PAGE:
Dispelling those misconceptions and brining to light the realities about underage drinking is the aim of next week’s live televised Town Hall Meeting — to be held Wednesday, April 2 at 7 p.m. on public access Channel 9. Hayden said they set up the event to make it as easy as possible for parents and other community members to participate. Viewers can call in or e-mail questions during the program — or e-mail anytime leading up to it — all from the comfort of their own homes.  While guests are welcome to participate by being a part of the live audience, those who’d like to must arrive at the Newburyport Community Media Center, 3 Graf Road, before doors close at 6:45 p.m. to begin filming.   —>

RCTV-15 to screen series of public interest programs
Democrat and Chronicle (NY)

[ comments invited ]

RCTV-15, the city of Rochester’s public access television station, is hosting a series as it shows films all month from INPUT, an international conference that picks the best in public interest programs from around the world.  Carvin Eison, general manager of RCTV, has been on the INPUT selection committee since 2006.

Since only Rochester residents will see the programming, the station at 21 Gorham St. will host The Best of INPUT screenings at 7:30 p.m. on four consecutive Fridays starting this week, followed by a discussion. Admission is free.  “These wonderful programs demonstrate how independent producers from Mexico, South Africa, Iran and the Netherlands are using television to examine the most pressing issues in their communities,” Eison says.   —>

Akaku board appoints Jay April president, CEO
Maui News (HI)


WAILUKU — Jay April has received a two-year contract to continue as president and CEO of Akaku: Maui Community Television.  The station’s board of directors voted Friday to appoint April to the position he has held in an interim capacity for more than a year. Board members praised April for leading the organization through difficult times and “breathing life” into an ailing program.

“Since the board appointed Jay April as interim president in January 2007, Akaku has experienced renewed activity with its producers and viewers, restored relationships with decision makers in the community, and has developed strong internals support to take the organization to new heights,” Chairman John Bruce said in a statement.  April said he was pleased to receive the appointment.  “I think we have a bright future, and if I could be a small part of that, I’m really honored,” April said in a statement.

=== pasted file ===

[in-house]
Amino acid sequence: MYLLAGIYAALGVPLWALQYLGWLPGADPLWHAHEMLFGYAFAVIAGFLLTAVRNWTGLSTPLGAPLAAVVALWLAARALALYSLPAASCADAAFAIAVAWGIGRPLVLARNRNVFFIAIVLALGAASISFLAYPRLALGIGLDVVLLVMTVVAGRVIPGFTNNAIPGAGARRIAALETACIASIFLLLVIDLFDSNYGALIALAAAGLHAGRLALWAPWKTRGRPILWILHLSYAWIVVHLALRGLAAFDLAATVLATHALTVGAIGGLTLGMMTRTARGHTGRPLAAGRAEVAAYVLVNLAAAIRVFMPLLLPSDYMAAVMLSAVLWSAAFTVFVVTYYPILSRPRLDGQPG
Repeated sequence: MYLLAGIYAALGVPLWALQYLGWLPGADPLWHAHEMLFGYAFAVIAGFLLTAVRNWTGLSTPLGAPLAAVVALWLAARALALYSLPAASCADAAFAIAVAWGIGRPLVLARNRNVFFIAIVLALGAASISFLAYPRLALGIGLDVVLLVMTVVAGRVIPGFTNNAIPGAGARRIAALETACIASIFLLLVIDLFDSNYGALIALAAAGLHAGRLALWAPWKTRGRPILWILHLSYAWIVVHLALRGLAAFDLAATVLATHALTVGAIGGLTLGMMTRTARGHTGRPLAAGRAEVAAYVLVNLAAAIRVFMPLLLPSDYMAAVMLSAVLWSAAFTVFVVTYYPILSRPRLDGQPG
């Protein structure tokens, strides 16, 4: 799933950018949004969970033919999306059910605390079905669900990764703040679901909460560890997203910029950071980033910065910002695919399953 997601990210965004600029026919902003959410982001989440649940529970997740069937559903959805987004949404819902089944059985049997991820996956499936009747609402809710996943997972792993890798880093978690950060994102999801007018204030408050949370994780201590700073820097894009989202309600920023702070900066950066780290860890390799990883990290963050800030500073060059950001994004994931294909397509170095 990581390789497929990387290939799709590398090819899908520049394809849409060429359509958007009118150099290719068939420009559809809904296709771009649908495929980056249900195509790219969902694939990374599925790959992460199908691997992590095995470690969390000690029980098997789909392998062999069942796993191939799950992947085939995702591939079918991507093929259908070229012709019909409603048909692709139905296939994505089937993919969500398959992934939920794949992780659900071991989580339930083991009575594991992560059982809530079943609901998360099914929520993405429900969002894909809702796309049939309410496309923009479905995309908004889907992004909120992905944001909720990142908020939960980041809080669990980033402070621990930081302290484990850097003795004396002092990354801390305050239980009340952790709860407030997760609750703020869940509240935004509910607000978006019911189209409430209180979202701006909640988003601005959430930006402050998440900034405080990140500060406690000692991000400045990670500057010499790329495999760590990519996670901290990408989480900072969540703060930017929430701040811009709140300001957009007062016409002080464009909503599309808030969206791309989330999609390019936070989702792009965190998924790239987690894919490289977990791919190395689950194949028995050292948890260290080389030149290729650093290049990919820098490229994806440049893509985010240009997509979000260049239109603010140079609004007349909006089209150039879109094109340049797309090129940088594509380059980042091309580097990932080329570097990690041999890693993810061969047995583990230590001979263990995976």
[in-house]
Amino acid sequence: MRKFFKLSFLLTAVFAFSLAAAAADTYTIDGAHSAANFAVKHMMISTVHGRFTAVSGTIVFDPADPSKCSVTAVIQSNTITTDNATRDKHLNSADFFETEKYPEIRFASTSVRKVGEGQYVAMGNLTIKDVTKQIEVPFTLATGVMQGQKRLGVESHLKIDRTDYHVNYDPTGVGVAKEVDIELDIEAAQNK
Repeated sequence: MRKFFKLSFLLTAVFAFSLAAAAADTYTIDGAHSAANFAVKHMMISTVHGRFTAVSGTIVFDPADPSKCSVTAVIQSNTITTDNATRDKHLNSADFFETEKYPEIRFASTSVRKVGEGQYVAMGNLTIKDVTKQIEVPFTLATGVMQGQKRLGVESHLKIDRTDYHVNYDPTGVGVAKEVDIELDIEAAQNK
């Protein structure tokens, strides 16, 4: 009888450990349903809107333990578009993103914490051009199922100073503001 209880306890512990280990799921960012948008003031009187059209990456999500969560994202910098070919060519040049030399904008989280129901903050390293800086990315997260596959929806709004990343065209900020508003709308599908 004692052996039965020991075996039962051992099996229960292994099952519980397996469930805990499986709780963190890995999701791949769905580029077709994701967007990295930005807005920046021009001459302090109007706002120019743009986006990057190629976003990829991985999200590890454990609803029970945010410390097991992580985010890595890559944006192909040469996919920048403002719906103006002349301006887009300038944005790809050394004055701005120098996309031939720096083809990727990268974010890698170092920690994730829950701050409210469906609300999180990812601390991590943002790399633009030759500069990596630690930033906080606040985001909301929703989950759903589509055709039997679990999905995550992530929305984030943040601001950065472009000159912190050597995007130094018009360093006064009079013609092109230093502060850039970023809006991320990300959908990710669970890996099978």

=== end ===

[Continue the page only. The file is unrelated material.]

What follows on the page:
April took the helm of Akaku in the wake of a bitter dispute over the use of funds for public-access, educational and government television programming that divided the board. The dispute was later resolved through mediation, but Akaku has since filed lawsuits over moves by the state Department of Commerce and Consumer Affairs to put out for competitive bids the contracts for managing the public-access channels.   —>

Community Media Matters in Kirklees
by Colin Harrison
Yorkshire & Humber ICT Champion (UK)

[ comments invited ]

Community Media Matters is an exciting new project offering voluntary and community groups free training and support to gain skills in using media effectively to raise the profile of their organisation.  Attached is a leaflet explaining the project, an application form for support and a flyer with the introductory programme of courses listed.   —>

compiled by Rob McCausland
Alliance for Community Media

Explore posts in the same categories: cable franchising, cable vs telco, community media, educational access, PEG access TV, public access television, video franchising